Text from object entry in A. Game (2016) ‘Contemporary British Crafts: The Goodison Gift to the Fitzwilliam Museum’. London: Philip Wilson Publishers: Philip Eglin studied Ceramics at Staffordshire Polytechnic and the Royal College of Art, London. Whilst at the Royal College of Art, he worked as studio assistant to the sculptor Eduardo Paolozzi (1924–2005) developing a broad knowledge of mould-making and casting processes that continue to inform his working method. In 1986, he established his studio in Stoke-on-Trent, once at the heart of the thriving British ceramics industry, where he combined teaching at North Staffordshire Polytechnic with the development of a highly acclaimed body of contemporary works in clay. This work led to a major Arts Foundation award in 1993 and the Jerwood Prize for Applied Arts: Ceramics in 1996. Eglin’s work draws on both the study of historical objects, from early Renaissance European paintings, to Northern Gothic woodcarvings and Chinese export porcelain as well as his interest in the versatile, mimetic qualities of clay. His figure groups, large vessels and jug forms show reverence for traditional forms but they are wholly contemporary objects. Surfaces are marked, impressed, printed and painted with imagery from sources as varied as Victorian erotic photography, logos from commercial advertising brands and contemporary drawings and images of footballers. His work is collected and exhibited internationally and in 2001 he had a solo show at the Victoria and Albert Museum when a group of ceramic figures, to which this work relates, were shown alongside a selection of the Museum’s Northern Gothic woodcarvings. Eglin’s interest in this particular field had been catalysed by the publication of Paul Williamson’s authoritative study on the subject, Gothic Sculpture 1140–1300 (Yale University Press, 1998). Eglin has continued to exhibit and is collected internationally and, in 2015, he unveiled a major new ceramic commission for York Museums Trust in response to their collection of Northern Renaissance paintings.

School or Style

Studio Ceramics
Contemporary Craft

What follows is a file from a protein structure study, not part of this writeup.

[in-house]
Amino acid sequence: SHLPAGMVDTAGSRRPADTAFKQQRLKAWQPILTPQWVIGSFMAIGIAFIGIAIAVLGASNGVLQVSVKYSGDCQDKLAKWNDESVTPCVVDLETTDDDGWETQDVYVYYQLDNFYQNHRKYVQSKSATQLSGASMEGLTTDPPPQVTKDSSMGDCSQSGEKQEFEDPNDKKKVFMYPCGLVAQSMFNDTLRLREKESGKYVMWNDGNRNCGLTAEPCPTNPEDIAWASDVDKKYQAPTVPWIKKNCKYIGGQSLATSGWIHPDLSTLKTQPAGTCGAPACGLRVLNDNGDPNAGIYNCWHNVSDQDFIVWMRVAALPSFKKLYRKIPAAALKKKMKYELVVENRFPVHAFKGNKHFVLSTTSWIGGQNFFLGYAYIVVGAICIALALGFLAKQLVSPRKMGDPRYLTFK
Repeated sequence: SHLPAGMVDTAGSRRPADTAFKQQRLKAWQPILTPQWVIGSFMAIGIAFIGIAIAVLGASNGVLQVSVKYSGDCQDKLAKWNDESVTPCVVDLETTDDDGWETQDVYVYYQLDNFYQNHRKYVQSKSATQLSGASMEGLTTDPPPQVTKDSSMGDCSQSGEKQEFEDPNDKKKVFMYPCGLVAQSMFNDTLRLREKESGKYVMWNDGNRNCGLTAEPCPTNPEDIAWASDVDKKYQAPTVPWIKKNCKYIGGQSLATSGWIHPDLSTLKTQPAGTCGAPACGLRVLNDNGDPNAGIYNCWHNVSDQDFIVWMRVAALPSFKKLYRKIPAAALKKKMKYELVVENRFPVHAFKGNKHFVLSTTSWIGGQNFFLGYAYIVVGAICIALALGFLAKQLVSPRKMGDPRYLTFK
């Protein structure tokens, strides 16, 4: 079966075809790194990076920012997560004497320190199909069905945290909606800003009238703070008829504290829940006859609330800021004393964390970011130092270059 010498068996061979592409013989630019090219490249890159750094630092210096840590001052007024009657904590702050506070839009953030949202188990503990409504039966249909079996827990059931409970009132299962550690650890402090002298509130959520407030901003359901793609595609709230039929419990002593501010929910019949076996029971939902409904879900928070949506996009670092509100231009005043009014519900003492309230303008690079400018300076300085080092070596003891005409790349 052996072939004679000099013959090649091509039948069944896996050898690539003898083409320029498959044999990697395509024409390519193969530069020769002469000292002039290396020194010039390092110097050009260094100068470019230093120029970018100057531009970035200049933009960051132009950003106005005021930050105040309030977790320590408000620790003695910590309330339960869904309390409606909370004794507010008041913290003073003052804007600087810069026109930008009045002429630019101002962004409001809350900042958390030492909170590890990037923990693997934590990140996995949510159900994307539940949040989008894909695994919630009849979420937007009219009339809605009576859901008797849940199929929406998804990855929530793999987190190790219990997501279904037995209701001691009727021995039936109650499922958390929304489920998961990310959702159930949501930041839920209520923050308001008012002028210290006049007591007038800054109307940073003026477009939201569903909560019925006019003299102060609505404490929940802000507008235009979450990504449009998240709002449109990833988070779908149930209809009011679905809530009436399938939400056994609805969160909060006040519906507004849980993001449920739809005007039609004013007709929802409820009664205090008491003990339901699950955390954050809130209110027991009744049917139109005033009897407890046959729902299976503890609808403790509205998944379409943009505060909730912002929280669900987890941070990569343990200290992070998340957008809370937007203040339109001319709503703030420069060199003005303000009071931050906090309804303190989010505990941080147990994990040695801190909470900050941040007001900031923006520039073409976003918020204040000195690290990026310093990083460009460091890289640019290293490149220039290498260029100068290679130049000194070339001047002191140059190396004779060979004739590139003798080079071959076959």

People, subjects and objects depicted

Components of the work

Decoration composed of gold
Base Depth 14 cm

Materials used in production


Techniques used in production

Hand-modelling : Porcelain, hand-modelled (?), with closed underside, covered with clear glaze which has crazed. A few small areas are covered in gold leaf.
Glazing (coating)

Inscription or legends present

Inscription present: the E of rounded form

  • Text: Eglin 2002
  • Location: On the back
  • Method of creation: Incised
  • Type: Mark

Inscription present: in the style of Macdonalds

  • Text: M
  • Location: Left elbow of Madonna
  • Method of creation: Stamped
  • Type: Mark

Inscription present: the R is in a circle, as in Registered

  • Text: Popular/BS 1970. 84(?)/R
  • Location: On Christ's gown
  • Method of creation: In relief
  • Type: Mark
  • Text: 49
  • Location: Viewer's right side of the throne
  • Method of creation: In relief
  • Type: Mark

Inscription present: both reversed

  • Text: 'PS', 'CFC'
  • Location: Back of the throne
  • Type: Mark

References and bibliographic entries

Related exhibitions

Identification numbers

Accession number: C.10-2002
Primary reference Number: 81671
Entry form number: 171
Stable URI

Audit data

Created: Saturday 6 August 2011 Updated: Tuesday 8 December 2020 Last processed: Wednesday 13 December 2023

Associated departments & institutions

Owner or interested party: The Fitzwilliam Museum
Associated department: Applied Arts

Citation for print

This record can be cited in the Harvard Bibliographic style using the text below:

The Fitzwilliam Museum (2024) "Popular Madonna" Web page available at: Accessed: 2024-06-15 01:21:30

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{{cite web|url= |title=Popular Madonna |author=The Fitzwilliam Museum|accessdate=2024-06-15 01:21:30|publisher=The University of Cambridge}}